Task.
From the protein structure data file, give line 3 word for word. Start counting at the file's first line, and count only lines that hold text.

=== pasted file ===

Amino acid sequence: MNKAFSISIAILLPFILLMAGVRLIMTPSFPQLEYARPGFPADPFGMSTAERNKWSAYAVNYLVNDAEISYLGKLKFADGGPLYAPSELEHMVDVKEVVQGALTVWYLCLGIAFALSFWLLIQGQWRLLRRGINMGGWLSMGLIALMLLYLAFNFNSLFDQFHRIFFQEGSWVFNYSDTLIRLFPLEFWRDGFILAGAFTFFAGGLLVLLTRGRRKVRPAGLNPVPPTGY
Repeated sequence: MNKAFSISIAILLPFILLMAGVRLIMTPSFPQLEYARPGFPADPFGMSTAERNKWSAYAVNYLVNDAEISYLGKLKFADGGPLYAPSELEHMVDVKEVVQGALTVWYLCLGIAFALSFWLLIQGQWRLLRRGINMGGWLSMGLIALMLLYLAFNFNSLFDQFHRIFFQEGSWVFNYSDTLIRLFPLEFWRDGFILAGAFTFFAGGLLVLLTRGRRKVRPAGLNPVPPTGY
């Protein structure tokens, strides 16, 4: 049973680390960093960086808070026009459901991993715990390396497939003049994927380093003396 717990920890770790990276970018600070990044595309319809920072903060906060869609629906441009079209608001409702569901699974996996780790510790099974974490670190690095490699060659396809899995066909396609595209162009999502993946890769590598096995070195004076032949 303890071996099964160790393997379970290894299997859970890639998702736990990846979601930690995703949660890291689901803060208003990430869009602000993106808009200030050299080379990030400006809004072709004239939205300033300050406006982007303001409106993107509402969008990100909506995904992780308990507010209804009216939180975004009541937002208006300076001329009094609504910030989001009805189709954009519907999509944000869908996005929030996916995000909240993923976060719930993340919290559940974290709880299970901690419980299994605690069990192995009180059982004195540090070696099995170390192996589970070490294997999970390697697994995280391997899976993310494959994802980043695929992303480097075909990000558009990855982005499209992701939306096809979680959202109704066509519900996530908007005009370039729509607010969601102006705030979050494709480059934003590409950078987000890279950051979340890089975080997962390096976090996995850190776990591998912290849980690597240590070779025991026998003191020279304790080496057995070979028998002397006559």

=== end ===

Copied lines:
């Protein structure tokens, strides 16, 4: 049973680390960093960086808070026009459901991993715990390396497939003049994927380093003396 717990920890770790990276970018600070990044595309319809920072903060906060869609629906441009079209608001409702569901699974996996780790510790099974974490670190690095490699060659396809899995066909396609595209162009999502993946890769590598096995070195004076032949 303890071996099964160790393997379970290894299997859970890639998702736990990846979601930690995703949660890291689901803060208003990430869009602000993106808009200030050299080379990030400006809004072709004239939205300033300050406006982007303001409106993107509402969008990100909506995904992780308990507010209804009216939180975004009541937002208006300076001329009094609504910030989001009805189709954009519907999509944000869908996005929030996916995000909240993923976060719930993340919290559940974290709880299970901690419980299994605690069990192995009180059982004195540090070696099995170390192996589970070490294997999970390697697994995280391997899976993310494959994802980043695929992303480097075909990000558009990855982005499209992701939306096809979680959202109704066509519900996530908007005009370039729509607010969601102006705030979050494709480059934003590409950078987000890279950051979340890089975080997962390096976090996995850190776990591998912290849980690597240590070779025991026998003191020279304790080496057995070979028998002397006559």